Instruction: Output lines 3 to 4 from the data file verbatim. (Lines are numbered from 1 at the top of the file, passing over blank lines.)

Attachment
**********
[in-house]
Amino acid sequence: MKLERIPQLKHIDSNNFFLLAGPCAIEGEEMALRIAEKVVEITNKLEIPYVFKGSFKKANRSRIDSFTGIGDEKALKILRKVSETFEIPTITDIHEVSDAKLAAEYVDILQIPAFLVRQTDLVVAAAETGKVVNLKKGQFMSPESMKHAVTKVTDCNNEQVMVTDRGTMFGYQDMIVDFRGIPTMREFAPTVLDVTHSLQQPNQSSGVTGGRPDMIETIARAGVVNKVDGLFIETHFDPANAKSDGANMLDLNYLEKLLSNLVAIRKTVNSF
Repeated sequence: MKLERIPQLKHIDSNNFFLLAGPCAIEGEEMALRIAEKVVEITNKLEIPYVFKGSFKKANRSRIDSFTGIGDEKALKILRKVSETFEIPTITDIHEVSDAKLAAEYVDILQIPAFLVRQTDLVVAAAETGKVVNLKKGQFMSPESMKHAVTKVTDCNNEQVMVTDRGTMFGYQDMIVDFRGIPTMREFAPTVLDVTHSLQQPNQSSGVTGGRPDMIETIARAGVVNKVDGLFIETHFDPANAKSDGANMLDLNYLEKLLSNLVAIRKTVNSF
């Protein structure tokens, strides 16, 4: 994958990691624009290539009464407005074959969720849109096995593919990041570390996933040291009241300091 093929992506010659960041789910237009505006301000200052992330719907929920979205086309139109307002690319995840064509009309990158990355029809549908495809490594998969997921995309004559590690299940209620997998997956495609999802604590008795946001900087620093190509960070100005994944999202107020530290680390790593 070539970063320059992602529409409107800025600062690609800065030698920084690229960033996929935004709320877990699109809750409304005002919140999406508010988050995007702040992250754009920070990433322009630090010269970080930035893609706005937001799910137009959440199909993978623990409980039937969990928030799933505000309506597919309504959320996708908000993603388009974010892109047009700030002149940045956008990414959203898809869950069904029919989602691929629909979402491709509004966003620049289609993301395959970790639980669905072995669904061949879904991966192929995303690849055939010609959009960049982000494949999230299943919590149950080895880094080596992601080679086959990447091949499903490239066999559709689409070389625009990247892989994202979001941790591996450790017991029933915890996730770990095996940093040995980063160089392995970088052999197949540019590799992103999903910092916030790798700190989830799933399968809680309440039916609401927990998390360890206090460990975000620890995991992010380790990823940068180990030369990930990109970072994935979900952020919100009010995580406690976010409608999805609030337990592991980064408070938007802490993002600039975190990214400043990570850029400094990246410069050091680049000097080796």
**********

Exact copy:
Repeated sequence: MKLERIPQLKHIDSNNFFLLAGPCAIEGEEMALRIAEKVVEITNKLEIPYVFKGSFKKANRSRIDSFTGIGDEKALKILRKVSETFEIPTITDIHEVSDAKLAAEYVDILQIPAFLVRQTDLVVAAAETGKVVNLKKGQFMSPESMKHAVTKVTDCNNEQVMVTDRGTMFGYQDMIVDFRGIPTMREFAPTVLDVTHSLQQPNQSSGVTGGRPDMIETIARAGVVNKVDGLFIETHFDPANAKSDGANMLDLNYLEKLLSNLVAIRKTVNSF
């Protein structure tokens, strides 16, 4: 994958990691624009290539009464407005074959969720849109096995593919990041570390996933040291009241300091 093929992506010659960041789910237009505006301000200052992330719907929920979205086309139109307002690319995840064509009309990158990355029809549908495809490594998969997921995309004559590690299940209620997998997956495609999802604590008795946001900087620093190509960070100005994944999202107020530290680390790593 070539970063320059992602529409409107800025600062690609800065030698920084690229960033996929935004709320877990699109809750409304005002919140999406508010988050995007702040992250754009920070990433322009630090010269970080930035893609706005937001799910137009959440199909993978623990409980039937969990928030799933505000309506597919309504959320996708908000993603388009974010892109047009700030002149940045956008990414959203898809869950069904029919989602691929629909979402491709509004966003620049289609993301395959970790639980669905072995669904061949879904991966192929995303690849055939010609959009960049982000494949999230299943919590149950080895880094080596992601080679086959990447091949499903490239066999559709689409070389625009990247892989994202979001941790591996450790017991029933915890996730770990095996940093040995980063160089392995970088052999197949540019590799992103999903910092916030790798700190989830799933399968809680309440039916609401927990998390360890206090460990975000620890995991992010380790990823940068180990030369990930990109970072994935979900952020919100009010995580406690976010409608999805609030337990592991980064408070938007802490993002600039975190990214400043990570850029400094990246410069050091680049000097080796």